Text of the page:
Donald Trump went into high dudgeon this week after General Motors revealed it planned to shutter five manufacturing plants and reduce its workforce. But the announcement should be a stark reminder to the president that the realities of the marketplace often defy political conveniences.
On Monday, the auto giant said it would cut its salaried U.S. workforce by 15 percent, including almost a quarter of all white-collar jobs. It will also stop production on a number of models, particularly sedans, necessitating plant closures. GM said it will focus on what it sees as the future — electric vehicles and self-driving automobiles.
Mr. Trump, for whom subtlety remains a mysterious concept, responded as expected. “You’re playing around with the wrong person,” he said, directing his ire at the company’s CEO, Mary Barra. By Tuesday, he was threatening GM’s federal subsidies, which are largely directed toward encouraging electric car production.
It’s probably wouldn’t pass constitutional muster to single out GM for punishment. But eliminating taxpayer handouts to all the auto manufacturers and the wealthy buyers of zero-emission vehicles would be welcome and long overdue. Let such products compete in a marketplace free of bureaucratic distortions.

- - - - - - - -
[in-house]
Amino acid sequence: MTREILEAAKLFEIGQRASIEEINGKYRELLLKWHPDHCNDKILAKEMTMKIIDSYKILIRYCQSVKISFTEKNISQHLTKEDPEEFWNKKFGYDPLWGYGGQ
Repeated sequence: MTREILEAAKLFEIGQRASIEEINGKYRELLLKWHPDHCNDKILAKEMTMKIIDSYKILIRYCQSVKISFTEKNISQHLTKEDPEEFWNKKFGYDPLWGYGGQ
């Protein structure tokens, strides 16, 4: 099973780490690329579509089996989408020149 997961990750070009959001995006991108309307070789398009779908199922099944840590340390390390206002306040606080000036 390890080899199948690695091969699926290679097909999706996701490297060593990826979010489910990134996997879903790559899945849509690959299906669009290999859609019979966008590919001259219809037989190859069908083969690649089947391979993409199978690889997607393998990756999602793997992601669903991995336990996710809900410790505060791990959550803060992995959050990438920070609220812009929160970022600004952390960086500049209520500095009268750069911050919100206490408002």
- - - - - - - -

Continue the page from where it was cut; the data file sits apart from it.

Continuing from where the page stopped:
As Reason magazine’s Matt Welch pointed out his week, “Just because politicians have for many decades now treated automakers like public utilities doesn’t mean that they are. There is no guaranteed customer base or revenue stream.”
Indeed, sales of sedans have tanked in recent years for all manufacturers thanks to affordable gasoline prices and the increased popularity of SUVs and trucks. The main reason GM continued to build some of the targeted models in the first place was to meet federal regulatory demands involving fleet mileage standards. Its decision to devote more resources to electric vehicles — which also don’t make any money at this point — will accomplish the same end with more upside. It will also potentially give GM a leg up in China, the company’s largest market and where the government has imposed hefty clean car quotas.
Perhaps Mr. Trump can convince Ms. Barra to be more sensitive to the loss of U.S. manufacturing jobs in struggling communities. But he might also consider that his tariffs on steel, aluminum and other items have imposed large burdens on automakers, forcing them to make difficult financial choices regarding costs, supply chains and production.
Ultimately, the direction of General Motors should be in the hands of its CEO, board of directors and shareholders, not the president and grandstanding Washington officials. Mr. Trump’s instinct will no doubt be to bluster and perhaps to use the regulatory state to intervene. The latter would almost certainly cost more jobs than it would save.